Mountain Fatalism in Wiley Cash’s A Land More Kind Than Home

UNCA Author/Contributor (non-UNCA co-authors, if there are any, appear on document)
Dr. . Erica Abrams Locklear, Associate Professor (Creator)
University of North Carolina Asheville (UNCA )
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Abstract: In 2003 Wiley Cash had the initial idea for the storyline of his debut novel, A Land More Kind Than Home, when his “professor, Reggie Scott Young, brought in a news story about a young African American boy with autism who’d been smothered during a healing service on Chicago’s South Side. ”Cash elaborates that he “wanted to tell the story, but [he’d] never been to Chicago and knew [he] couldn’t represent the experience of those living on the South Side.Instead, Cash set the novel in Madison County, a region in Western North Carolina that has long been associated with both positive and negative stereotypes about Appalachia.(From the first paragraphs of the text.)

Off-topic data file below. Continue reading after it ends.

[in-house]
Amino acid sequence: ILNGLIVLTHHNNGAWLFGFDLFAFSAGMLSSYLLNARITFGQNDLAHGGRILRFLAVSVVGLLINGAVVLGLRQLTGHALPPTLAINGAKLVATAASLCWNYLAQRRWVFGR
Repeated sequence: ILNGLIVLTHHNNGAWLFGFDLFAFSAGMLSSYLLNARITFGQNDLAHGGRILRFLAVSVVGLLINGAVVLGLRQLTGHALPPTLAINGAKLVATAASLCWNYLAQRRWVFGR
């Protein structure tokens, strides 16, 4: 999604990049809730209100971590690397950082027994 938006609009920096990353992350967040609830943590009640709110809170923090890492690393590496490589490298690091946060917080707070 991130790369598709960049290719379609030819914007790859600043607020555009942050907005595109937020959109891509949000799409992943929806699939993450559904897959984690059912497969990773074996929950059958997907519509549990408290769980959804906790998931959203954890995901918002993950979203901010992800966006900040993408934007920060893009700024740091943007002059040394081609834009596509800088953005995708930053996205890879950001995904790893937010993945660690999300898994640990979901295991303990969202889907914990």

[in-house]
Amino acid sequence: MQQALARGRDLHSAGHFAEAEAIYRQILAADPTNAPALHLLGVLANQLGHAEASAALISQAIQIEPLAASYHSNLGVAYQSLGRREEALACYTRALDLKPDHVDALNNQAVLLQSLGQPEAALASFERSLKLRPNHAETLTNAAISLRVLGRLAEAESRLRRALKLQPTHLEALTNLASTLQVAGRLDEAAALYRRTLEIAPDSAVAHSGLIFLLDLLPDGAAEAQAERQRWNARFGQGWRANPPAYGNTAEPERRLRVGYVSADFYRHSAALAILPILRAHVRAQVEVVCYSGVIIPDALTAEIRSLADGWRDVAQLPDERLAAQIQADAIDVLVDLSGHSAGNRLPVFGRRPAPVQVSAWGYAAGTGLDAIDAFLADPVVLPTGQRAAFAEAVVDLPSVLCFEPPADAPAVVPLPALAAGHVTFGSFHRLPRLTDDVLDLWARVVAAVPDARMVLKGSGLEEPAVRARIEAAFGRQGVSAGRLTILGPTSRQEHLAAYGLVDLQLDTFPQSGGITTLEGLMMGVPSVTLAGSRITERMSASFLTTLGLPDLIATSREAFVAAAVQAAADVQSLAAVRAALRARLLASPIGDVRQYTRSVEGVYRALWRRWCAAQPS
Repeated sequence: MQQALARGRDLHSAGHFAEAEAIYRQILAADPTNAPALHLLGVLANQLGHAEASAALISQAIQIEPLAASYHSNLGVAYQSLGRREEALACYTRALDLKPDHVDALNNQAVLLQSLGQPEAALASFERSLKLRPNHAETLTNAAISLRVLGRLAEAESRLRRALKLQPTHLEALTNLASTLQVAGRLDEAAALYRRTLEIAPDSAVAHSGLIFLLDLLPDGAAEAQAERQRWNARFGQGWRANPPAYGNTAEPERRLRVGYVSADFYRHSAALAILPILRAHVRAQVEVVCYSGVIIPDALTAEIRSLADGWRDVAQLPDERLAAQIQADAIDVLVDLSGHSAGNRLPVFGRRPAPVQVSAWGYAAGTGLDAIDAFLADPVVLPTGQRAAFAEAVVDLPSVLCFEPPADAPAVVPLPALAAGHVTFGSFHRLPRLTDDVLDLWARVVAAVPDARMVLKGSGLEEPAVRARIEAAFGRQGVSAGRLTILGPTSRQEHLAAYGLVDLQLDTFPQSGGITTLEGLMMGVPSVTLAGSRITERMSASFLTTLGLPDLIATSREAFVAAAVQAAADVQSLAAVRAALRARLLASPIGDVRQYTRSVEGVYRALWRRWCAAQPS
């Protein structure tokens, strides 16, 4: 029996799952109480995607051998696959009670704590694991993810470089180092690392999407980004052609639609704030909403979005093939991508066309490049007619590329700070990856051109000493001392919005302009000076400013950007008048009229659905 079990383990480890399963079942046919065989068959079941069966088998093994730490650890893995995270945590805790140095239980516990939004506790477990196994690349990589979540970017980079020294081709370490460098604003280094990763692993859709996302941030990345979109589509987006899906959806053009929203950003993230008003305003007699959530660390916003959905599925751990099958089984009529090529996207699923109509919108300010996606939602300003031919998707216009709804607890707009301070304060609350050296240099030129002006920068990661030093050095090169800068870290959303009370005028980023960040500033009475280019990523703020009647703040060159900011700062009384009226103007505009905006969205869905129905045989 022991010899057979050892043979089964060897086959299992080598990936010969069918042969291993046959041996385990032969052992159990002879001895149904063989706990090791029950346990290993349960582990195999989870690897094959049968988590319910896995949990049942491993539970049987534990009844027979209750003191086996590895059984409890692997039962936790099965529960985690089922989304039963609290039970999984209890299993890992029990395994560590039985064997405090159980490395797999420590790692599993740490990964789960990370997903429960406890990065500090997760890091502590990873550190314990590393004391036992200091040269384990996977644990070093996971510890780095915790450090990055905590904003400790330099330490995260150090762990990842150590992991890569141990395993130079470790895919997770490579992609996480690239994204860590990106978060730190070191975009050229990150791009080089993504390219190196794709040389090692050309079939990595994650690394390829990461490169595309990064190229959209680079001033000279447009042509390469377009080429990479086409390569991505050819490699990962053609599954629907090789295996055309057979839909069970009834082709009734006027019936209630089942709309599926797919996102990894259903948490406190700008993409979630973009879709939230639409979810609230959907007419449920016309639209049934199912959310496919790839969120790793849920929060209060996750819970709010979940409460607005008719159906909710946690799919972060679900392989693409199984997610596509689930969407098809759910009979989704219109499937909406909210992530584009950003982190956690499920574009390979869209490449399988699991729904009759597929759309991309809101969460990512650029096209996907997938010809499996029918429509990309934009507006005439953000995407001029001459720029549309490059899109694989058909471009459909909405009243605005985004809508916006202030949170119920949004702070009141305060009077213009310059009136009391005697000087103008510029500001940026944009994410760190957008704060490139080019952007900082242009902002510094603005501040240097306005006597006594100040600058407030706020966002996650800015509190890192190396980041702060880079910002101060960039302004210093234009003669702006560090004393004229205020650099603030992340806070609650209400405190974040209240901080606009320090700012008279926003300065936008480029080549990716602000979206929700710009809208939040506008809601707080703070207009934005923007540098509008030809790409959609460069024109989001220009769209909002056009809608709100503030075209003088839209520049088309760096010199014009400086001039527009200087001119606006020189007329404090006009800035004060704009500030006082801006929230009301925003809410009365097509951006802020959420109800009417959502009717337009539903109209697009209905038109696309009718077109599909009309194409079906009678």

Additional Information

Locklear, Erica Abrams. “Mountain Fatalism in Wiley Cash’s A Land More Kind Than Home.” Appalachian Heritage 42, no. 3 (Summer 2014): 110-121
Language: English
Date: 2014
Appalachian literature, Wiley Cash, A Land More Kind Than Home, mountain fatalism, literary exploration

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